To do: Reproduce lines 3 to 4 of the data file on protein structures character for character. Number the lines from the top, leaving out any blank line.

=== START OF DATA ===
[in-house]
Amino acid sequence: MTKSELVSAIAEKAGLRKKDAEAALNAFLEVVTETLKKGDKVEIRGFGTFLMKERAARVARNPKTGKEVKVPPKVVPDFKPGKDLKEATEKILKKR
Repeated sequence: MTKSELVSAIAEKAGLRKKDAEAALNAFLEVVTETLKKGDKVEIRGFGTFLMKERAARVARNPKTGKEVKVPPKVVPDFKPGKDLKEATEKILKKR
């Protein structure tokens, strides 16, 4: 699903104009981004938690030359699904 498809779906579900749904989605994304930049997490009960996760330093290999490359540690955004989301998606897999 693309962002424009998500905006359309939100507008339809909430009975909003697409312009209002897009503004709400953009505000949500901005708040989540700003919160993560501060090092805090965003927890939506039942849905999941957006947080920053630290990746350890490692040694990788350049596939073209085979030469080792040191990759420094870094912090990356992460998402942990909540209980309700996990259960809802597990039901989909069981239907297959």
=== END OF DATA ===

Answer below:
Repeated sequence: MTKSELVSAIAEKAGLRKKDAEAALNAFLEVVTETLKKGDKVEIRGFGTFLMKERAARVARNPKTGKEVKVPPKVVPDFKPGKDLKEATEKILKKR
């Protein structure tokens, strides 16, 4: 699903104009981004938690030359699904 498809779906579900749904989605994304930049997490009960996760330093290999490359540690955004989301998606897999 693309962002424009998500905006359309939100507008339809909430009975909003697409312009209002897009503004709400953009505000949500901005708040989540700003919160993560501060090092805090965003927890939506039942849905999941957006947080920053630290990746350890490692040694990788350049596939073209085979030469080792040191990759420094870094912090990356992460998402942990909540209980309700996990259960809802597990039901989909069981239907297959």